No more ‘red lines’? Chinese, N. Korean aggression tests US response

The White House no longer talks about “red lines,” but it seems more are being crossed every day.


From the Middle East to Asia, U.S. adversaries are taking provocative and aggressive actions, raising concerns they are feeling emboldened – ever since President Obama backed off the threat of military action against Syria’s Bashar Assad.


North Korea has now tested a fourth nuclear device under orders from Kim Jong Un. China over the weekend brazenly landed its first aircraft on a runway built atop one of its man-made islands in the South China Sea weeks after the U.S. indicated it had no plans to send warships there, and later flew a large civilian airliner to the artificial land mass.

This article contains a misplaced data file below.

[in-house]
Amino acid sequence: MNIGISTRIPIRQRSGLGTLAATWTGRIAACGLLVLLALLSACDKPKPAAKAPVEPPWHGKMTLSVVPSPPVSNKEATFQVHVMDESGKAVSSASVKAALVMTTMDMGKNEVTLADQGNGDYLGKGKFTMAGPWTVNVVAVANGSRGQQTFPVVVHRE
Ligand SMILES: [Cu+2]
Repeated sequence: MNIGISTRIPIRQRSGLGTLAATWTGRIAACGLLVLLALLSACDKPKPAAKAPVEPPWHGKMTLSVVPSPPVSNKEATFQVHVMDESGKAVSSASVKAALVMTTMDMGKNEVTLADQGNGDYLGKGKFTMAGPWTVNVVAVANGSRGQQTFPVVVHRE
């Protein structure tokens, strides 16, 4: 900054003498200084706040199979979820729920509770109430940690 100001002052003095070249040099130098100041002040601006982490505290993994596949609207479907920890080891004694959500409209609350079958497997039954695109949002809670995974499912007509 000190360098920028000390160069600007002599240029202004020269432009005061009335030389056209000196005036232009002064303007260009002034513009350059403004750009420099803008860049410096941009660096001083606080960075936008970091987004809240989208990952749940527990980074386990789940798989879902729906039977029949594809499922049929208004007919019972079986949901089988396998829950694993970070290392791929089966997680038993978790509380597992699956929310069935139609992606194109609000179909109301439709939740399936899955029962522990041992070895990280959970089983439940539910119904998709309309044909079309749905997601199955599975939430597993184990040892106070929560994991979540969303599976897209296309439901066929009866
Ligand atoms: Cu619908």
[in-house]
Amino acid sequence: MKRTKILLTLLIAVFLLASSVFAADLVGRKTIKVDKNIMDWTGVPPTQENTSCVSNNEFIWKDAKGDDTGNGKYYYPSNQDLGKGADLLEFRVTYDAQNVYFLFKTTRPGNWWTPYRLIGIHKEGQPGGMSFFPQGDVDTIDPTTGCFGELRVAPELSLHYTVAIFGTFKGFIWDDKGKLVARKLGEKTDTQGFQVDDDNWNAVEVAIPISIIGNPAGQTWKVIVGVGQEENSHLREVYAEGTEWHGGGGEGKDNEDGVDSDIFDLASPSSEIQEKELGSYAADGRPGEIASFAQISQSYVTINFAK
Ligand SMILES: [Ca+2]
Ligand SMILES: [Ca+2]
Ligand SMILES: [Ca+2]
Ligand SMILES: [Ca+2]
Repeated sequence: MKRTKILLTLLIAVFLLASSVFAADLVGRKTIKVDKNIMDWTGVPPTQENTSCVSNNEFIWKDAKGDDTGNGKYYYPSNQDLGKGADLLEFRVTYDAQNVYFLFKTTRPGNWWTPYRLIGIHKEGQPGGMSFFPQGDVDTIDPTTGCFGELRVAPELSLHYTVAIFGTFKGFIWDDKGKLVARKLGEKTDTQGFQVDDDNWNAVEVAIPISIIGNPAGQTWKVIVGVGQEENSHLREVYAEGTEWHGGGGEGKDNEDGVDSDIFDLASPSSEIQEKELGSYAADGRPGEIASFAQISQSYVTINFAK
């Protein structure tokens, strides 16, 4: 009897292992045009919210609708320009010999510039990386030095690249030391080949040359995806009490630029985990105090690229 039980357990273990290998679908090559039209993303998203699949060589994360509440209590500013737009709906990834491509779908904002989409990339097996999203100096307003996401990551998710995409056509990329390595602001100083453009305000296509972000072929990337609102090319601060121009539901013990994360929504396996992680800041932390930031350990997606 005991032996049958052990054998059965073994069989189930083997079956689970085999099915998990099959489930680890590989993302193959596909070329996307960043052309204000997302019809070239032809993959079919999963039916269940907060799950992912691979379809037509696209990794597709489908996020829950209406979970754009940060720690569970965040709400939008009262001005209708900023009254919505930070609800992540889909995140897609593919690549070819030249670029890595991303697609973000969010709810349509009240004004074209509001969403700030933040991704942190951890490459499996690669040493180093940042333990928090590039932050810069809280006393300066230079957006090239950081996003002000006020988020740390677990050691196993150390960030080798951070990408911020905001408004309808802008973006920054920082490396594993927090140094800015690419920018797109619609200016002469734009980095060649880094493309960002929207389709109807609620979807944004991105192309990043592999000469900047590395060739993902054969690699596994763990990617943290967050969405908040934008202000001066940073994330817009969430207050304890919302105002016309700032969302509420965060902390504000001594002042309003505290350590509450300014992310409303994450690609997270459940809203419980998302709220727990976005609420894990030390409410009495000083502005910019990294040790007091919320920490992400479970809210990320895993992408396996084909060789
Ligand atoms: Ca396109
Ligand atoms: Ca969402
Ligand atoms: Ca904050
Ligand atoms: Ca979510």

The Pentagon confirmed Thursday that three Chinese planes have landed on the disputed island chain in recent days.


“We can now confirm that there may have been three flights that have landed,” Pentagon Press Secretary Peter Cook told reporters. “We clearly are concerned by these flights.”


He would not say if the Pentagon planned to respond.


Many at the Pentagon fear the disputed islands will be used as a military base that could threaten maritime security.


But House Speaker Paul Ryan pointed the finger at the administration, blasting the president for talking of cutting the Navy as tension builds in the South China Sea.


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